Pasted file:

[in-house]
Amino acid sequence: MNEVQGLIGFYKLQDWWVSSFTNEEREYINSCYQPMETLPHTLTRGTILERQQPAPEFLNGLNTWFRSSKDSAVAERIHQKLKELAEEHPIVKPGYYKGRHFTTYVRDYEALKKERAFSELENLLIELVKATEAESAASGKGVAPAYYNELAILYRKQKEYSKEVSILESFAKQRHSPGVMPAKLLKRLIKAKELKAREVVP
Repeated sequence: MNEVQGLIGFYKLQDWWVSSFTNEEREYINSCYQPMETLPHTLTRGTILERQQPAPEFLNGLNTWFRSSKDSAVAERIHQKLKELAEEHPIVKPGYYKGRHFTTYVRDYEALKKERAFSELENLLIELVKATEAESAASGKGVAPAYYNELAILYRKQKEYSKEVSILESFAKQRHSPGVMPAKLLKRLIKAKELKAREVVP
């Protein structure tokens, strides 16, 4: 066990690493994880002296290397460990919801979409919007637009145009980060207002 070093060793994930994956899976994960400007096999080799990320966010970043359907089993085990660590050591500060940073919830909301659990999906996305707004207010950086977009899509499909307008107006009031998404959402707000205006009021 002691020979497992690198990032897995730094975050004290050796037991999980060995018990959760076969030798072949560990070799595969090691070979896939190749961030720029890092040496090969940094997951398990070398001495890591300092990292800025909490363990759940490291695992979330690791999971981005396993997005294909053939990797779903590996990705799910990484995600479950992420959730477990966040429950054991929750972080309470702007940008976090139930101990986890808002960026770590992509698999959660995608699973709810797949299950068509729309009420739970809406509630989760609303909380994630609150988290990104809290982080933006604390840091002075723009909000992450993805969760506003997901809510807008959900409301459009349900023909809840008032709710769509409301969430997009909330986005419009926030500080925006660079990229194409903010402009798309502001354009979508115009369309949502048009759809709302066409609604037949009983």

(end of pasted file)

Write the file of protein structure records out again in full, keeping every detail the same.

[in-house]
Amino acid sequence: MNEVQGLIGFYKLQDWWVSSFTNEEREYINSCYQPMETLPHTLTRGTILERQQPAPEFLNGLNTWFRSSKDSAVAERIHQKLKELAEEHPIVKPGYYKGRHFTTYVRDYEALKKERAFSELENLLIELVKATEAESAASGKGVAPAYYNELAILYRKQKEYSKEVSILESFAKQRHSPGVMPAKLLKRLIKAKELKAREVVP
Repeated sequence: MNEVQGLIGFYKLQDWWVSSFTNEEREYINSCYQPMETLPHTLTRGTILERQQPAPEFLNGLNTWFRSSKDSAVAERIHQKLKELAEEHPIVKPGYYKGRHFTTYVRDYEALKKERAFSELENLLIELVKATEAESAASGKGVAPAYYNELAILYRKQKEYSKEVSILESFAKQRHSPGVMPAKLLKRLIKAKELKAREVVP
């Protein structure tokens, strides 16, 4: 066990690493994880002296290397460990919801979409919007637009145009980060207002 070093060793994930994956899976994960400007096999080799990320966010970043359907089993085990660590050591500060940073919830909301659990999906996305707004207010950086977009899509499909307008107006009031998404959402707000205006009021 002691020979497992690198990032897995730094975050004290050796037991999980060995018990959760076969030798072949560990070799595969090691070979896939190749961030720029890092040496090969940094997951398990070398001495890591300092990292800025909490363990759940490291695992979330690791999971981005396993997005294909053939990797779903590996990705799910990484995600479950992420959730477990966040429950054991929750972080309470702007940008976090139930101990986890808002960026770590992509698999959660995608699973709810797949299950068509729309009420739970809406509630989760609303909380994630609150988290990104809290982080933006604390840091002075723009909000992450993805969760506003997901809510807008959900409301459009349900023909809840008032709710769509409301969430997009909330986005419009926030500080925006660079990229194409903010402009798309502001354009979508115009369309949502048009759809709302066409609604037949009983």